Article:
As well as good food, there are some fantastic galleries and museums in Edinburgh that are worth visiting, one of my favourites was The Scottish National Portrait Gallery as there is a J M William Turner section that is only open throughout January, so we were very lucky to see some of Turner’s stunning stormy seascapes in all their watercolour glory.

We had a great weekend strolling around lots of Scottish streets, wrapped up warm in our scarves and hats! I’m on the plane now, goodbye wonderful city, thank you for having us.


Saturday in Venice

This Fairytale City made me feel as though I had entered another little world, far away from the hustle and bustle of everyday life. As we exited the train station, we were welcomed by the grand canal and its beautiful old-fashioned gondalas, stunning Venetian architecture adorned the banks and a selection of bridges stood in front of us. I couldn’t wait to explore this unique place.


As we strolled through Venice’s alley ways, we found lots of hidden gems; secret bistros with their warm pastry aromas, quaint gift shops that were collaged with glittery masks and we unveiled little walkways that lead us deeper into an enchanting maze.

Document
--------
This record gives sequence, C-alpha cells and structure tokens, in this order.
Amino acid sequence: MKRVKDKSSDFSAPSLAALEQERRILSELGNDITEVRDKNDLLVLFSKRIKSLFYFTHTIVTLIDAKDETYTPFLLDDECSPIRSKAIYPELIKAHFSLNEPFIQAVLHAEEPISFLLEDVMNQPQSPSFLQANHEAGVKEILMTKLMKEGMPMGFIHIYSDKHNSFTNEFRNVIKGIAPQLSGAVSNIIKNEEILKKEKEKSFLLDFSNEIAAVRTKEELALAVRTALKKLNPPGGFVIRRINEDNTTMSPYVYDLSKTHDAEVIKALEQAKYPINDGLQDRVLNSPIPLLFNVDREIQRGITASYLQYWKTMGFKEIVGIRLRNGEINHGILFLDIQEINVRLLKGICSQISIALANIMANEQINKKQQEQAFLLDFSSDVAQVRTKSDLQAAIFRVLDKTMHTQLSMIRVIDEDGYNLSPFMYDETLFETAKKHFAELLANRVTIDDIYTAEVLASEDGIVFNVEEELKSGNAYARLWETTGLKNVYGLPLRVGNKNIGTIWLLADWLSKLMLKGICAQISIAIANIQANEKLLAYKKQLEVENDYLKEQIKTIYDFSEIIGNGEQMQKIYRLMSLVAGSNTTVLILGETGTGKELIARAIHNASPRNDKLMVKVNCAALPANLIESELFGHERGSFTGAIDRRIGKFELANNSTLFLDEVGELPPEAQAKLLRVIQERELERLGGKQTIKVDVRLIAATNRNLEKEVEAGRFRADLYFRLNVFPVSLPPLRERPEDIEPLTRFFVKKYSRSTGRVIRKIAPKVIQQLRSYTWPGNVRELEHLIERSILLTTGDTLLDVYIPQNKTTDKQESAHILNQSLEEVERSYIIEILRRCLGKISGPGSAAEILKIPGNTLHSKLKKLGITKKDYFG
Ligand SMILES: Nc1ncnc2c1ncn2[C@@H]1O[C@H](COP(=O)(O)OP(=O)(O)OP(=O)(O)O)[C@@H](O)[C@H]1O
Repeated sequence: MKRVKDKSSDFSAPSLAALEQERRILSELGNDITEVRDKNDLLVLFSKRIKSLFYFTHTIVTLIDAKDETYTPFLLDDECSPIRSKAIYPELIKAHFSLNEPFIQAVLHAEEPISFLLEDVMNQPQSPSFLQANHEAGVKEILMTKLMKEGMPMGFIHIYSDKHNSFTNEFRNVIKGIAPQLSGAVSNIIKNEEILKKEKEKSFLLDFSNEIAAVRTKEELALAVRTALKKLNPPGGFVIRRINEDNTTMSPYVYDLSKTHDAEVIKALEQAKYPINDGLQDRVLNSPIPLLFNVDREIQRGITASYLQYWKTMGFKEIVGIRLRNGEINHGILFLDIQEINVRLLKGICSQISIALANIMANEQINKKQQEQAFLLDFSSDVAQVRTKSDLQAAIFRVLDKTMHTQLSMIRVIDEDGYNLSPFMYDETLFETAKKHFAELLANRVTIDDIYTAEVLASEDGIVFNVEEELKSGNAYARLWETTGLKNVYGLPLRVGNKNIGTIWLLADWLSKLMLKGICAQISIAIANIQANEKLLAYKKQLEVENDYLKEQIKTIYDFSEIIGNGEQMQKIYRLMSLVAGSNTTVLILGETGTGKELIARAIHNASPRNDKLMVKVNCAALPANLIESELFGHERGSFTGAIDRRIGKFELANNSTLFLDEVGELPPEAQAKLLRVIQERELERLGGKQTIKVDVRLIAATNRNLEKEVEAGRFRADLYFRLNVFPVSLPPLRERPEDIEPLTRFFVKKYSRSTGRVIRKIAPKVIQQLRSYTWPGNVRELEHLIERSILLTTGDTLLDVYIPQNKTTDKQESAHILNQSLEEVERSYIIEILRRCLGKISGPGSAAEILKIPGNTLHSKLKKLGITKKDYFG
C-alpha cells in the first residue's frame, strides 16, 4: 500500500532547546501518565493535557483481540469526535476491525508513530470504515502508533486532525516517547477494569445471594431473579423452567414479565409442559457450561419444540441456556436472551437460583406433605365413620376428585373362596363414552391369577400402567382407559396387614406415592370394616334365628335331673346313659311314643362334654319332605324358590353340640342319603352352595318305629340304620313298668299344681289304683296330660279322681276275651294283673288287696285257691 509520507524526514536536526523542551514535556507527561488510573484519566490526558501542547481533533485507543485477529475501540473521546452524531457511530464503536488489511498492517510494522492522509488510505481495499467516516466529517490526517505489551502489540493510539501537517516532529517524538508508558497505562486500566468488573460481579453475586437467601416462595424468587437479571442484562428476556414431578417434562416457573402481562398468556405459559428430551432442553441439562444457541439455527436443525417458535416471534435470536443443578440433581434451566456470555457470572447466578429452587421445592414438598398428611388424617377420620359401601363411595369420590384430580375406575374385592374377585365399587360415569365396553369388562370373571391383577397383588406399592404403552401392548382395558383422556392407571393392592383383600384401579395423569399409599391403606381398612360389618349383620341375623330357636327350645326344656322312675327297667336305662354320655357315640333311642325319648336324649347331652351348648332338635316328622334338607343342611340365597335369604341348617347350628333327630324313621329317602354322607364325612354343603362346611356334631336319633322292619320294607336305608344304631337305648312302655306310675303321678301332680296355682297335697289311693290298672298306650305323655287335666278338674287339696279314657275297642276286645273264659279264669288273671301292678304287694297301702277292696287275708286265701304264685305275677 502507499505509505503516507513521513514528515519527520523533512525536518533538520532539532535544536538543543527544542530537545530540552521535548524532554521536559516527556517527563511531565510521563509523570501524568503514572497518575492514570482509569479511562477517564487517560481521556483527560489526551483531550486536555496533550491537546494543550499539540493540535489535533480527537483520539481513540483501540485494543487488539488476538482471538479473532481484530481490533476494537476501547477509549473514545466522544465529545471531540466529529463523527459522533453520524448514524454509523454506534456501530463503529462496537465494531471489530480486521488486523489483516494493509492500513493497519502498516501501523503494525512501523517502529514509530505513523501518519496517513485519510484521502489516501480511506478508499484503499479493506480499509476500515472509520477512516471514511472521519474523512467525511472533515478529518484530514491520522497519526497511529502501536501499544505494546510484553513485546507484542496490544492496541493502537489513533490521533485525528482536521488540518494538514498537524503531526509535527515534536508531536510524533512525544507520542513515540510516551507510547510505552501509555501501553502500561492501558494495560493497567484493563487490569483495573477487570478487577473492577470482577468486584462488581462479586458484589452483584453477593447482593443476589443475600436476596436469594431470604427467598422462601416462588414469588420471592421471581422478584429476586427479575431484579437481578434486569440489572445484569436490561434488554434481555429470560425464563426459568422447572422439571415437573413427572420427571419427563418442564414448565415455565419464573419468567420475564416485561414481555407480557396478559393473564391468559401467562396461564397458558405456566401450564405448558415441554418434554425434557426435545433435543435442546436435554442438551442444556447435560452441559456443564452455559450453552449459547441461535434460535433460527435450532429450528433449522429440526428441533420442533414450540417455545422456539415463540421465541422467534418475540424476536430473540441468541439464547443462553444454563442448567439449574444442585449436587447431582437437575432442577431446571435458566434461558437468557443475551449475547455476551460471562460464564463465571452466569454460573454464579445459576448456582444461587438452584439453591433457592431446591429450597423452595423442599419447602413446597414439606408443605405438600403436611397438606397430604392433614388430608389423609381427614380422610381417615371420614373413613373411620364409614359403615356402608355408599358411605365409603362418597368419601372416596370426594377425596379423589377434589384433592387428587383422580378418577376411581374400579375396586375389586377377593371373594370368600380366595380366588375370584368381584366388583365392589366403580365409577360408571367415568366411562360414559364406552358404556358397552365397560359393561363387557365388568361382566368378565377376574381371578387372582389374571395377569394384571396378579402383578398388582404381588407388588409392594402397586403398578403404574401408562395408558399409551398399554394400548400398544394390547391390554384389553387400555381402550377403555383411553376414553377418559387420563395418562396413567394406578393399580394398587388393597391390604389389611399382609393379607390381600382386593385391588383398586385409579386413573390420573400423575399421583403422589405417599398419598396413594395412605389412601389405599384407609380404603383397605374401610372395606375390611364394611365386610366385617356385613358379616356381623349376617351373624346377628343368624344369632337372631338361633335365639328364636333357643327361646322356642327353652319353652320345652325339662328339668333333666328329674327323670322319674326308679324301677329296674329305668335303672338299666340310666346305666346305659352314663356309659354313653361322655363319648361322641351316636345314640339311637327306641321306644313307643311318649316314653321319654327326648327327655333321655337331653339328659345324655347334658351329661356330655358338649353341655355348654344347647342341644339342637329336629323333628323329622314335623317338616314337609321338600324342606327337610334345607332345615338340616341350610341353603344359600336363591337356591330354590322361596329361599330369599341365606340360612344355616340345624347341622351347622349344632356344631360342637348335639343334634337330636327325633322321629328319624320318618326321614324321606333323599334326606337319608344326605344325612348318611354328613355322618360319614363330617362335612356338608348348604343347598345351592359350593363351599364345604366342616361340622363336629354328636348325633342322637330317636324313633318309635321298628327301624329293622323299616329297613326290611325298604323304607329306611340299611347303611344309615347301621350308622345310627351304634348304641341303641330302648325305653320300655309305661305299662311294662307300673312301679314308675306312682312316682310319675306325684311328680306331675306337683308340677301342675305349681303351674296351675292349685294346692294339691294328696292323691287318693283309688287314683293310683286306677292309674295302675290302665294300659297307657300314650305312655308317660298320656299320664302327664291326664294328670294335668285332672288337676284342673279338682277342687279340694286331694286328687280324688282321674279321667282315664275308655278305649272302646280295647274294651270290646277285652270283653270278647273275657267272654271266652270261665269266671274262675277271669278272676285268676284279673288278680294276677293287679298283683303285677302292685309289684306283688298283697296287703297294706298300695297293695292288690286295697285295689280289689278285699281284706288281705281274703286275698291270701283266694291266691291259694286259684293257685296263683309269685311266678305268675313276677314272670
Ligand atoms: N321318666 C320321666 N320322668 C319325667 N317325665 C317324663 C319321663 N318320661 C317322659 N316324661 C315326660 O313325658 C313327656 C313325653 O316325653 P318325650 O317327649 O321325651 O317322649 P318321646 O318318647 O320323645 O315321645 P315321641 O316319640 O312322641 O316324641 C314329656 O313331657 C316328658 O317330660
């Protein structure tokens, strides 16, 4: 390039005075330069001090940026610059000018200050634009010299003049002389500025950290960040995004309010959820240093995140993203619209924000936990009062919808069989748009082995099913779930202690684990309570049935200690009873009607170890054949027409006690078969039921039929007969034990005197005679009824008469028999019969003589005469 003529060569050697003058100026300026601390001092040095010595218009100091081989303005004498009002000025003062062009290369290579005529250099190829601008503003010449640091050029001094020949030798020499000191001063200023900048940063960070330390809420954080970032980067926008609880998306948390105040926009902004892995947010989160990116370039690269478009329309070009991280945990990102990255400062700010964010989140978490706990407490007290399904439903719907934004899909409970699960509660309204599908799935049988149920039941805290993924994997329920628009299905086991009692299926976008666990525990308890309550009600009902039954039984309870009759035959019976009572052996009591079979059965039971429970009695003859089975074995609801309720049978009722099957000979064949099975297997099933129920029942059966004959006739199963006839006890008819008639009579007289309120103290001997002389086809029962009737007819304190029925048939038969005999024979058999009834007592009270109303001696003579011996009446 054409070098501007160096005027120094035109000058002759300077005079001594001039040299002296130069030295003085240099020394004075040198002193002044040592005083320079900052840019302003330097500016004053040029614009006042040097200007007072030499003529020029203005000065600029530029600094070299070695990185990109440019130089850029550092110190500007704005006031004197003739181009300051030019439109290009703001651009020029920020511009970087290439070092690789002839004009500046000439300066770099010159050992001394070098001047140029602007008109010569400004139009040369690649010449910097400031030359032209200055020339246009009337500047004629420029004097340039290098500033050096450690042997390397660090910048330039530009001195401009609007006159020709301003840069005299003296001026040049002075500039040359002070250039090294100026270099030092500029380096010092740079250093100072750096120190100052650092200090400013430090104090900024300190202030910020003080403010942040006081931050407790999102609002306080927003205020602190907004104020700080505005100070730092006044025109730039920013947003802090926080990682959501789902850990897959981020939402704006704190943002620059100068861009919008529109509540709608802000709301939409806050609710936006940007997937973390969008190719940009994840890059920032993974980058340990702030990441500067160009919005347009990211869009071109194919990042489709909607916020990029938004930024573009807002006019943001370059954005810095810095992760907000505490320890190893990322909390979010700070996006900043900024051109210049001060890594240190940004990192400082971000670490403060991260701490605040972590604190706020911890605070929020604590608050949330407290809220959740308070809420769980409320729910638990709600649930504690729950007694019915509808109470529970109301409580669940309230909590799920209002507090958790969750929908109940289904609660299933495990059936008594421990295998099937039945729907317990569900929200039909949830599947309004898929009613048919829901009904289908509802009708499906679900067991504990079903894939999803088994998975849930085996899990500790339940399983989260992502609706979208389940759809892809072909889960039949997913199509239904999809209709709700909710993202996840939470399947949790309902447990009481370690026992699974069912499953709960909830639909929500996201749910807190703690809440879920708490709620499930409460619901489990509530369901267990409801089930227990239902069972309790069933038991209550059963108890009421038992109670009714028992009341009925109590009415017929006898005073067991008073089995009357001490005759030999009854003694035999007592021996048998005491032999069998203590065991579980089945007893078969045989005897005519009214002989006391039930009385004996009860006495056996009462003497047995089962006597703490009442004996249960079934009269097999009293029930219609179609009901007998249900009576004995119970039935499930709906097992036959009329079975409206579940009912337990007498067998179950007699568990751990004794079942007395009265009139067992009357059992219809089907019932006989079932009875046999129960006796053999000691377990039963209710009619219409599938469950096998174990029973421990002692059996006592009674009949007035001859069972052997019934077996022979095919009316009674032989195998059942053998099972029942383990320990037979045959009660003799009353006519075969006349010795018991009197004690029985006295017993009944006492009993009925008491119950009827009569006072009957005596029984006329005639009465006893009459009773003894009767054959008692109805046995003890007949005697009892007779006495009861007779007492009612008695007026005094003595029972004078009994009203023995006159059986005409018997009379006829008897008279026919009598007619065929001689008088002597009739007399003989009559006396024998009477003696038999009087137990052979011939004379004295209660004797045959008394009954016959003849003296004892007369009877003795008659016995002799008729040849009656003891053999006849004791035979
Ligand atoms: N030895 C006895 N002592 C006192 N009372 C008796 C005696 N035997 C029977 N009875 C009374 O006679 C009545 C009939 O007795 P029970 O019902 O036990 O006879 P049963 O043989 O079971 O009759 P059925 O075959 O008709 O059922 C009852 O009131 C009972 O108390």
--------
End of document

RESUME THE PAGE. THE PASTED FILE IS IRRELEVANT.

There had been a flood during the time we visited in November, so most of the Piazza San Marco square was covered in giant puddles. Wooden boards had been set out so that tourists could walk along them, everyone followed each other in a line in their wellies and coats.


Venice is a boutique of bridges, so of course I ended up having a bit of a bridge photoshoot:


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I could have spent a few days here holding banana and salted caramel gelatos and posing for photos, the day went too quickly and before we knew it, the evening sky appeared and the canals were lit up by the street lights, making orange and yellow ripples in the water. We enjoyed a salad and pizza before we said goodbye to this beautiful city and got back on our train to Bologna.


We had a wonderful Saturday in Venice, I’d love to go back there soon.

Us by a canal, featuring another aperol spritz!



Autumn in Bologna

It was wonderful returning to italy, I had missed its orange, yellow and peach buildings, the beautiful architecture and the little quaint cafes with the custard croissants. I was very excited to explore more of this exquisite country.